Amid scandal, Quenneville quits Florida Panthers coach

SUNRISE, Fla. (AP) – Joel Quenneville resigned as coach of the Florida Panthers on Thursday, two days after the second-most victorious coach in NHL history was among those involved for not responding promptly to allegations of sexual assault against a Chicago Blackhawks player. by another coach during the 2010 Stanley Cup Playoffs.

The announcement came shortly after Quenneville met with NHL Commissioner Gary Bettman in New York City to discuss his role in the Blackhawks’ response to Kyle Beach’s allegations that he was sexually assaulted by the assistant then Blackhawks Brad Aldrich.

“I admire Kyle Beach for his courage to come forward, I am dismayed that he was so poorly supported during his initial request and for the 11 years that followed, and I am sorry for all he has. endured, ”Bettman said.

Andrew Brunette – an assistant coach under Quenneville, Fla. – has been hired as the team’s interim coach and is expected to make his debut when the undefeated Panthers play in Detroit on Friday night. Brunette has never been a head coach.

Quenneville resigned with about three years and $ 15 million remaining on his contract with the Panthers. In a statement released to TSN, Quenneville said he had resigned “with deep regret and contrition”.

“I want to express my sadness for the pain this young man, Kyle Beach, has suffered. My old team, the Blackhawks, let Kyle down and I take my part, ”said Quenneville. “I want to think about how it all went and take the time to educate myself on the safety of hockey spaces for everyone. “

Bettman said he agreed with Quenneville’s decision to step down. If Quenneville, 63, ever wants to return to the NHL, Bettman said the league should meet with him first and approve his hiring.

“Joel made the decision to resign and the Florida Panthers have accepted that resignation,” said Panthers president Matthew Caldwell.

The fallout is probably not over. Bettman will meet with Winnipeg Jets general manager Kevin Cheveldayoff, who was also working for the Blackhawks when Beach made his allegations, on Friday.

“Joel Quenneville has made the decision to step down from his position with the Florida Panthers and as an association we understand and respect the decision that has been made,” said a statement from the NHL Coaches Association. “This decision is just one step in a long journey that we must take together – one that must include learning about the incredibly painful experiences of Kyle Beach.”

A survey published Tuesday said Quenneville – who coached Chicago at the time – and other members of the Blackhawks organization had not prioritized addressing Beach’s allegations, likely because they did not want to interfere with the surge of the team towards a championship.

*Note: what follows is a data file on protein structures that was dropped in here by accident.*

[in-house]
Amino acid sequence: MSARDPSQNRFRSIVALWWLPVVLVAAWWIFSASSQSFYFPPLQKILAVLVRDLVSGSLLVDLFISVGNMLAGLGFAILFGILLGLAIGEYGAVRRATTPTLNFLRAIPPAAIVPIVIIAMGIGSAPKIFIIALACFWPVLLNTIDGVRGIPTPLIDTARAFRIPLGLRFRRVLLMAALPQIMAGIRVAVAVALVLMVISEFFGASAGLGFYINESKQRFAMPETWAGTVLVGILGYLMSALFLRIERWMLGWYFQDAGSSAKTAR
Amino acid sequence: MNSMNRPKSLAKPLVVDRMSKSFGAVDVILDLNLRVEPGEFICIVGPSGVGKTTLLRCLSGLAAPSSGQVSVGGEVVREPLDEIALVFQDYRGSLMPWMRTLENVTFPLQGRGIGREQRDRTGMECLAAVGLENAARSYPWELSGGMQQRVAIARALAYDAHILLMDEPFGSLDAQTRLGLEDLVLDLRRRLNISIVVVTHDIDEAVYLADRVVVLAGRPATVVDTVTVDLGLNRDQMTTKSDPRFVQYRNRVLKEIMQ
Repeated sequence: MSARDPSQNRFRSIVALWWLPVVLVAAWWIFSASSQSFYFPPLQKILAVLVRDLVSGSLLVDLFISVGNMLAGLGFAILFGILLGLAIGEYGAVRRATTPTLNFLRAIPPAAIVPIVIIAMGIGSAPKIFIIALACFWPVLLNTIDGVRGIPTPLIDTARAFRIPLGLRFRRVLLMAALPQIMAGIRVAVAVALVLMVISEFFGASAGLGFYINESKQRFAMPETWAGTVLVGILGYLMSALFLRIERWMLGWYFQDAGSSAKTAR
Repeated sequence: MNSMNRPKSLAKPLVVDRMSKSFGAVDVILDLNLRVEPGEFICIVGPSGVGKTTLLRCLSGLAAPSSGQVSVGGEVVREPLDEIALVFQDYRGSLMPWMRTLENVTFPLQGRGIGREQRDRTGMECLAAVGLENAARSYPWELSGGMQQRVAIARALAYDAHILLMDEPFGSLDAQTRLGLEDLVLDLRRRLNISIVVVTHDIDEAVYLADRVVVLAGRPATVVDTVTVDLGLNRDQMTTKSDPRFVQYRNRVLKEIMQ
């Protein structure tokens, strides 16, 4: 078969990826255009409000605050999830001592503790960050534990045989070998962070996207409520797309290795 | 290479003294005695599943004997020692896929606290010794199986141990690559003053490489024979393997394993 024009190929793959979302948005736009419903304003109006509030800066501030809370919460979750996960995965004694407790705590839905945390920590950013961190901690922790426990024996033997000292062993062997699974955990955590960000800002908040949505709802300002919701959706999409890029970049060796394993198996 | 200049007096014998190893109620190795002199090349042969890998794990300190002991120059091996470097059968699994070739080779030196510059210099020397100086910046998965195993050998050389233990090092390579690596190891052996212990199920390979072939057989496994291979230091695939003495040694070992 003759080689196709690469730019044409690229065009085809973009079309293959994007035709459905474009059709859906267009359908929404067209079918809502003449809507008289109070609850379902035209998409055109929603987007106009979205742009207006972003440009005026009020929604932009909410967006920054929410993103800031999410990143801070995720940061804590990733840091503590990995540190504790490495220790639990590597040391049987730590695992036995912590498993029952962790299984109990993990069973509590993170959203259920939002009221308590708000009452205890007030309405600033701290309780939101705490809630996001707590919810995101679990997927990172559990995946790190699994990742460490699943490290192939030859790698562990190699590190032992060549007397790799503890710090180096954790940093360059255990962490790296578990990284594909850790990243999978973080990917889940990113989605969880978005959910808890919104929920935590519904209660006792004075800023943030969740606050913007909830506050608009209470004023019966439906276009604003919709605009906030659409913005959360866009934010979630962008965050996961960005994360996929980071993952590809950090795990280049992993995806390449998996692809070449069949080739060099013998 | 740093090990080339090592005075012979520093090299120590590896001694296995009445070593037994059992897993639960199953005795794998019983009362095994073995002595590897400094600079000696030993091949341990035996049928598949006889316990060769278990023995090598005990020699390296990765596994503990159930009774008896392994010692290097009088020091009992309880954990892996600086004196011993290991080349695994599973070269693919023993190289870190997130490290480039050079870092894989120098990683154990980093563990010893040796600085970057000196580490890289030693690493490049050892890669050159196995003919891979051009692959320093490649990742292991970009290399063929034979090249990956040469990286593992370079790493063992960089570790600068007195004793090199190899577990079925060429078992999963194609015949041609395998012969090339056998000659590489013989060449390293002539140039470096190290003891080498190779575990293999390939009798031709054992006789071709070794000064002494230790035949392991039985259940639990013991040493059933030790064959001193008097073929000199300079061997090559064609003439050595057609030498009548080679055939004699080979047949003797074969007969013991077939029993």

Quenneville said he was not aware of the allegations until this summer, a position he reiterated as late as Wednesday morning. Beach, in an interview aired Wednesday night on TSN, said there was “absolutely no way” the then Blackhawks coach could deny knowing about the allegations.

The Panthers allowed Quenneville to train Wednesday night in a game that began about an hour after the Beach interview aired. At this point, the team’s investigation of what to do and how to do it was already underway.

“We thank the Panthers organization for working with us to ensure that a full process was followed,” said Bettman.

At 7-0-0, the Panthers are enjoying their best start in 28 years of franchise history, looking a lot like the Stanley Cup contender Quenneville was hired for in 2019.

If they get there, it will be without him now. On Wednesday, the players insisted they were only focusing on the ice; some of the team’s leaders, like captain Aleksander Barkov and defender Aaron Ekblad, even said they didn’t know much about the investigation or the massive fallout.

“It goes without saying that the conduct described in this report is disturbing and inexcusable,” Caldwell said. “It contrasts directly with our values ​​as an organization and what the Florida Panthers stand for. No one should ever have to go through what Kyle Beach went through during and long after their stay in Chicago.

“Quite simply, he failed,” Caldwell added. “We praise his bravery and his courage to come forward.”

Quenneville is the second-most victorious coach in NHL history, his 969 wins behind just the 1,244 amassed by Scotty Bowman, the father of former Blackhawks general manager Stan Bowman, who resigned Tuesday when the findings of the survey have been published.

The investigation determined that Quenneville was among those present at a meeting on May 23, 2010 regarding Beach’s claims. It was the day Chicago won the Western Conference title and qualified for the Stanley Cup final. Chicago won the Cup that season, the first of three titles the Blackhawks won under Quenneville.

Stan Bowman quoted Joel Quenneville as saying – and this is not a quote, these are my words – saying that the playoffs, the Stanley Cup playoffs and trying to win a Stanley Cup were more important than sexual assault. “Beach told TSN. “And I can’t believe it. As a human being, I cannot believe this, and I cannot accept it.

Florida play Detroit on Friday, seeking to become the fifth franchise – and the seventh team – in NHL history to start a season with eight straight wins. Others who did: Toronto Maple Leafs 1934-35 and 1993-94, Buffalo Sabers 1975-76 and 2006-07, Nashville Predators 2005-06 and Montreal Canadiens 2015-16.


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